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(Hot Tomato Records 208 As broadcast on WVIA-FM 11/26/2003)
A lot of us Baby Boomers may have trouble recognizing the fact that it has been more that 30 years or more since the bands who came to identify the Woodstock era had their heyday. Not surprisingly, most of those bands are no more, having either broken up, of suffered the death of a key member. Of those who remain, probably the majority are now playing their oldies on the nostalgia circuit, and these days, perhaps on PBS-TV specials. There have also been notable reunions that turned out to be quite lucrative. But there are a few performers and bands who remain creatively active, continuing to make new music and not spending their much of their time wallowing in the past, no matter how much their aging fans may request the oldies. One such 35-year veteran group, who remain creative after all these years, is Fairport Convention. Another is Little Feat. The veteran American band, who three years ago marked their 30th anniversary, is out with their newest release Kickin' It at the Barn.
Little Feat was formed in 1970 by the late Lowell George, who wrote many of the group's early classics, along with current member Bill Payne, as well as Roy Estrada, who had just left Frank Zappa's band at the time. It was not long before the current rhythm section of bassist Kenny Gradney, drummer Richie Hayward and percussionist Sam Clayton joined. After Lowell George died in 1979, the group continued on for a while, then went into hiatus for a few years, as the various members worked extensively as studio musicians. Keyboard man Bill Payne was on scores of albums during the 1970s and Eighties. The band reformed in the late 1980s, with the addition of guitarist Fred Tackett and ex-Pure-Prairie League vocalist Craig Fuller, who left after a couple years. Meanwhile, Ms. Shaun Murphy, who had been adding some backing vocals and percussion since 1988 became a full member of Little Feat.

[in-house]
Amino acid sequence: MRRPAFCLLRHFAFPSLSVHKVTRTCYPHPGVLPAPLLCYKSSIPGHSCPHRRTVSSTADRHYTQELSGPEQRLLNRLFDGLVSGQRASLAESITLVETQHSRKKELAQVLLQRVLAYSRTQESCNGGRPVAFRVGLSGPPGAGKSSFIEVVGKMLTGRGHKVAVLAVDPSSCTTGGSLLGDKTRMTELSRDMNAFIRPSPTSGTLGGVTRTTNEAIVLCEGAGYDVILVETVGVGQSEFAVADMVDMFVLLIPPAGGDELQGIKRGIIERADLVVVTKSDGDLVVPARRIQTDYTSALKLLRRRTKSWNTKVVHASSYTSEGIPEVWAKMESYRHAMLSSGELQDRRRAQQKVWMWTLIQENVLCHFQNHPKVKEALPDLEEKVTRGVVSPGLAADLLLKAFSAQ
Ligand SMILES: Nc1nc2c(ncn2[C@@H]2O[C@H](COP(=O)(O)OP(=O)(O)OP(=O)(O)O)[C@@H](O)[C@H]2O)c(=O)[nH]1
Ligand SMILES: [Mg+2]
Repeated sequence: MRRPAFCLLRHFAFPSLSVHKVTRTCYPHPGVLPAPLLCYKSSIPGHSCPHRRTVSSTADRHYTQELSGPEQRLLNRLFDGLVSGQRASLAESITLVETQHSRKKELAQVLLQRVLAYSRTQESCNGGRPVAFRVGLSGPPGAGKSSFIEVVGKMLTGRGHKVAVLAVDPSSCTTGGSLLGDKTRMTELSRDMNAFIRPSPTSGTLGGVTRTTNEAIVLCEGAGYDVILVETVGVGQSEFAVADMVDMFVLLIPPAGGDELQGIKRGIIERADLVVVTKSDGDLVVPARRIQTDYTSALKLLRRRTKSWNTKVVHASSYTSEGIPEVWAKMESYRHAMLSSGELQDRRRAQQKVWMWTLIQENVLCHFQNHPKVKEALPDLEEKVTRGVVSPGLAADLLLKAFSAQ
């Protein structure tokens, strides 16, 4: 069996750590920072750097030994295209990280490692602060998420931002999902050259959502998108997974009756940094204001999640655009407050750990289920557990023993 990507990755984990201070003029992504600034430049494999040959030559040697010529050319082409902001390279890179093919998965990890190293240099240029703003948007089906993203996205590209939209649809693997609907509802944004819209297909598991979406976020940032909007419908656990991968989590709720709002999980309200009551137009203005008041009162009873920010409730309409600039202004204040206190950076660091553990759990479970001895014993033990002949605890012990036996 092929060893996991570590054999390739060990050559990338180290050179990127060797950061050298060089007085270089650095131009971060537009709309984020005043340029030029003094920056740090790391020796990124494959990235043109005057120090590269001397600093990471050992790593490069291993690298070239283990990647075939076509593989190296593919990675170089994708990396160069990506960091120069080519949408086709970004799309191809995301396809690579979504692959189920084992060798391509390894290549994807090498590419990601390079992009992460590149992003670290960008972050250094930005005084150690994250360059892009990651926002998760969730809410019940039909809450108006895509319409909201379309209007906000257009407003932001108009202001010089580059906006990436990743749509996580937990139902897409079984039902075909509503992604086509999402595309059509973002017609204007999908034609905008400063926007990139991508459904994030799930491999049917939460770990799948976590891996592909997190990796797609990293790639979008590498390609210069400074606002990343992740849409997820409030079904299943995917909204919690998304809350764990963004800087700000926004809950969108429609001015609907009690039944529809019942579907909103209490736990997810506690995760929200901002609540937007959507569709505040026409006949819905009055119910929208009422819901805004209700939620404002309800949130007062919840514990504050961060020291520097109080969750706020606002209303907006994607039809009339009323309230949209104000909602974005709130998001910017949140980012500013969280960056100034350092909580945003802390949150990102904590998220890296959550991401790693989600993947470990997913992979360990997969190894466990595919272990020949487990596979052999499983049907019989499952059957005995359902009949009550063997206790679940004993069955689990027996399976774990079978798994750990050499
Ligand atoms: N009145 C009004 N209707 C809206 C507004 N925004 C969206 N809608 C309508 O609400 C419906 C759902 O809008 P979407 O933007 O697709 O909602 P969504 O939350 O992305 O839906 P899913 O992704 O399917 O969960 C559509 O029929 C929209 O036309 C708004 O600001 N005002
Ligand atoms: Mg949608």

Little Feat has always been a band happy to go off in several different musical directions, thanks to the diverse background of the members. Lowell George was a singer-songwriter with some Southern rock influence. Kayboard man Bill Payne had always brought a jazzy element a'la Steely Dan. The rhythm section is known for their great funk groove, often with a New Orleans-style undercurrent. They have created a very rhythmic approach with a slightly odd way of accenting beats that is instantly recognizable as Little Feat. Guitarist Tackett is also a versatile and busy studio musician, and he also can bring a singer-songwriter facet to the music. So the band can jam, get funky, create something akin to jazz-rock fusion, rock out, and also have something to say lyrically. Their new CD, their first studio album since 2000, continues the group's diverse but instantly recognizable sound.
The CD's title, Kickin' It at the Barn comes from its recording venue, a barn-like building on Fred Tackett's property in Topanga, California. They moved there after Paul Barrere had to do some remodeling in the garage that previously served the band. Barrere writes of roughing it with water leaking in, and apparently neighbors complaining about the noise. But with the studio smarts of the band members, and a dash of computer audio recording technology, Kickin' It at the Barn is fully up to Little Feat's traditional high standards. Once again, there are opportunities to hear different voices in the band, both musically and literally, with Barrere's unmistakable vocals, along with those of Payne. Also contributing both compositions and vocals are Tackett and Ms. Murphy, as was the case on their last studio release Chinese Work Songs. According to Barrere, they went back to the way they used to create songs, on acoustic guitar and piano, then letting the rest of the band flesh them out, including writing the lyrics, which with this band, tend to come after the music. That method of working also ends up being reflected in the final product, with a fair amount of acoustic instrumentation being heard.